Every trip is fully recorded. A V2Green device sends data about the car’s performance to scientists at the Idaho lab.

Seattle City Light expects to learn when and how fast the cars charge, and how they’re used on a daily basis — knowledge that could help the utility plan for 2010, when plug-ins are expected to reach the consumer market.

“This will be very valuable for trying to determine how we’ll accommodate this need in the future,” said Lynn Best, the utility’s director for environmental affairs.

“It’s one small step for us to make a difference in the battle against global warming,” said Seattle Mayor Greg Nickels. “We’re asking people to watch us make this experiment work and to join us in plugging in, driving clean and getting moving.”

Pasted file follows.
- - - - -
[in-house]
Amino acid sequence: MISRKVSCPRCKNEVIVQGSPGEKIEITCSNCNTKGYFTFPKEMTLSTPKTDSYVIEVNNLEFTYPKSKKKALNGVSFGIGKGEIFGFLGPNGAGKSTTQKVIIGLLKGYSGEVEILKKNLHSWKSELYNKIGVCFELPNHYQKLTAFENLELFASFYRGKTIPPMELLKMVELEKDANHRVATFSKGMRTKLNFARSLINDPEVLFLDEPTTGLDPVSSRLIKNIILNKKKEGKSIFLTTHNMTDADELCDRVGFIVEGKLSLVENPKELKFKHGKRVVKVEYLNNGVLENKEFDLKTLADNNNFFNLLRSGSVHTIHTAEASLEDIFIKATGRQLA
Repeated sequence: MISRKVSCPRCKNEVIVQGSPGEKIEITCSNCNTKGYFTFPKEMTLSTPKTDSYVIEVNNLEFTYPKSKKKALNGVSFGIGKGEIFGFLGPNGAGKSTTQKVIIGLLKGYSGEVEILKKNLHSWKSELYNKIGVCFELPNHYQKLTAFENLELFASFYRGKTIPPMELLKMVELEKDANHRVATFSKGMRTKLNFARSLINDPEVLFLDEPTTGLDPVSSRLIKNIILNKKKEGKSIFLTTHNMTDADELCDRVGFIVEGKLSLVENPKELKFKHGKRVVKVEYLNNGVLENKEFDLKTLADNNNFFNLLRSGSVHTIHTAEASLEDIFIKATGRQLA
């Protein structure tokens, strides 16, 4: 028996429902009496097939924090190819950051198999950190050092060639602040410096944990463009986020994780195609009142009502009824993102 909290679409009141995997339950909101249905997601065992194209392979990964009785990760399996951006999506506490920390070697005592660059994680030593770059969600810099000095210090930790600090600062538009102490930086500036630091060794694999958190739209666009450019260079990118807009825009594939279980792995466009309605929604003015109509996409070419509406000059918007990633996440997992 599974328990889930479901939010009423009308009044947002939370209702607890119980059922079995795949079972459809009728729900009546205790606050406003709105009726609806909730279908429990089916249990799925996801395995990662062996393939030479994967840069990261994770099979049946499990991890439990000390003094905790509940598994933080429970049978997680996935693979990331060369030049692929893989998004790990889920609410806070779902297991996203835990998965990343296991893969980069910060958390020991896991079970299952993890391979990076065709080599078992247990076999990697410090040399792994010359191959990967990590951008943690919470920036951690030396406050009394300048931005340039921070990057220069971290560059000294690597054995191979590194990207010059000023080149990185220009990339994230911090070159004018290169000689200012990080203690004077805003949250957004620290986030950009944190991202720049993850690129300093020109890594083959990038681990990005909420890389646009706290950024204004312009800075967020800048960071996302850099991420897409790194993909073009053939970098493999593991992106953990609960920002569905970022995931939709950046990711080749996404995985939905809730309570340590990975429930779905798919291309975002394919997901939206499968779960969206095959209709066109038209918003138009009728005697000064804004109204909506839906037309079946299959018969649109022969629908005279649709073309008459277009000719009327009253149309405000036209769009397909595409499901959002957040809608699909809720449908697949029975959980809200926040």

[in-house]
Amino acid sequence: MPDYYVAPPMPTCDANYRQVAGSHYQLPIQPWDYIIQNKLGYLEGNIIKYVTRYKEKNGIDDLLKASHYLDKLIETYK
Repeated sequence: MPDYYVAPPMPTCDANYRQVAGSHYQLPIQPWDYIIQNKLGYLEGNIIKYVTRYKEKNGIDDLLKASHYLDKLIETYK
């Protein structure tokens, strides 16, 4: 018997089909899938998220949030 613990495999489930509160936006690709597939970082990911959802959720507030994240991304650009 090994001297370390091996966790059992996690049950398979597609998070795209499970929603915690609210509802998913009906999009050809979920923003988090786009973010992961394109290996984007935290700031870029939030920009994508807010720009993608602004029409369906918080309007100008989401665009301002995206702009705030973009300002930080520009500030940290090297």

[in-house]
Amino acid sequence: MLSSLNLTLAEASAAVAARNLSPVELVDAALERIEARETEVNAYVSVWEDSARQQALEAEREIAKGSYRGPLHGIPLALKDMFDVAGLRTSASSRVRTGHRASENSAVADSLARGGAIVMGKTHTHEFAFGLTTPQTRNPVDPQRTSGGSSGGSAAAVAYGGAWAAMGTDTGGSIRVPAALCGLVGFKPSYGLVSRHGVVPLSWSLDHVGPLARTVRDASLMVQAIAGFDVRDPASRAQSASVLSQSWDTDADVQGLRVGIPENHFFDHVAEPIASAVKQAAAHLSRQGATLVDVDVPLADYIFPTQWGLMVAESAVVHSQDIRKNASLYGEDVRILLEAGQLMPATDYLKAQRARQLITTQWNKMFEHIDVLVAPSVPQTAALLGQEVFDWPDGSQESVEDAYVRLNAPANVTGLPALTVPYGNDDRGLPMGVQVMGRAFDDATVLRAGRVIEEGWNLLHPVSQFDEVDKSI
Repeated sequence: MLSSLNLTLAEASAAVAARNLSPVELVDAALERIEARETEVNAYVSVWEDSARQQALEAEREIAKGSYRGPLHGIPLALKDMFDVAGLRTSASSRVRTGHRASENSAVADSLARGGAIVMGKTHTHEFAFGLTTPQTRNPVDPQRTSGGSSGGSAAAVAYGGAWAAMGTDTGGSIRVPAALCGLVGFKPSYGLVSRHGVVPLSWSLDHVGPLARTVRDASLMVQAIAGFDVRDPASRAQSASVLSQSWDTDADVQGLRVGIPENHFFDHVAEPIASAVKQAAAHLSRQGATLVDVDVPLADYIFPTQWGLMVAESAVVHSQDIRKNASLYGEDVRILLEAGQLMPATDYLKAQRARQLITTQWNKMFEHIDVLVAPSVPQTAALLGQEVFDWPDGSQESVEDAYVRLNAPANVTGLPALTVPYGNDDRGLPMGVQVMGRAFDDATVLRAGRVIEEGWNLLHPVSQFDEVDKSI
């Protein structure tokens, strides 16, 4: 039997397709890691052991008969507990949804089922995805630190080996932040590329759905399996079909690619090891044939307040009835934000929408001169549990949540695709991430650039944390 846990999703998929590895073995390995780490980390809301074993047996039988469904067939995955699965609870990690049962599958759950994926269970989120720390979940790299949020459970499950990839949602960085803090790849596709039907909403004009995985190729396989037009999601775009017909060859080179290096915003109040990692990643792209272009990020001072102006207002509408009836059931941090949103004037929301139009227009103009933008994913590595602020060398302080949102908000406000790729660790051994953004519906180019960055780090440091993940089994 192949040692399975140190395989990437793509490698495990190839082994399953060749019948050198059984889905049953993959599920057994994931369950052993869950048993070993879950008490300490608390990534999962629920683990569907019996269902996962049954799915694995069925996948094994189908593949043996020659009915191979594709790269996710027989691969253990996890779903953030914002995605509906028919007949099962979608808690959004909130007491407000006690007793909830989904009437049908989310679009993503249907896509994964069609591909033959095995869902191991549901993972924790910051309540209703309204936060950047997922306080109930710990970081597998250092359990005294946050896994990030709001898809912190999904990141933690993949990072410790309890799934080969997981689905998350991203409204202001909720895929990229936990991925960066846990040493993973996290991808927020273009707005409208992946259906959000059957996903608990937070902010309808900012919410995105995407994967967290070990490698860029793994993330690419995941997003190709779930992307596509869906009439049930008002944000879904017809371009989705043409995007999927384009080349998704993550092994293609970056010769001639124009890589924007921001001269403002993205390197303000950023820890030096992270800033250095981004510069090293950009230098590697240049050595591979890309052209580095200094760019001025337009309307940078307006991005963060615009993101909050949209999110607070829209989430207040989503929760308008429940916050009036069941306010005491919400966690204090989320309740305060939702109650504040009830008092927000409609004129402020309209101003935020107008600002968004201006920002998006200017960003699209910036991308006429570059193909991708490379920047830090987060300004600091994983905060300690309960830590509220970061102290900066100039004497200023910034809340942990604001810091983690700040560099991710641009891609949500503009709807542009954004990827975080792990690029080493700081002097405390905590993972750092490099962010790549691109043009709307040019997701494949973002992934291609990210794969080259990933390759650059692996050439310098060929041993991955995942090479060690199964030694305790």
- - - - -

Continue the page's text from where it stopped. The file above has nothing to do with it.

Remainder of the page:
To help push the limits of the technology, the utility will assign its allotted plug-in vehicles to the three individuals who “drive the most miles as part of their job,” says spokesman Scott Thomsen.

“If we can put it through that kind of wringer it would really show the validity of this technology as an option,” he adds.

Right now it costs about $10,000 to convert a Prius into a plug-in roadster, using technology developed by A123Systems, a Boston-area firm. The battery, more powerful than the factory-installed Prius version, reportedly gives the vehicles a 30- to 40-mile range on electric power. Last Thursday, a 5-mile trip between City Hall and South Lake Union and back consumed about a quarter of the charge.

— Ángel González

Comments? Send them to Rami Grunbaum: or 206-464-8541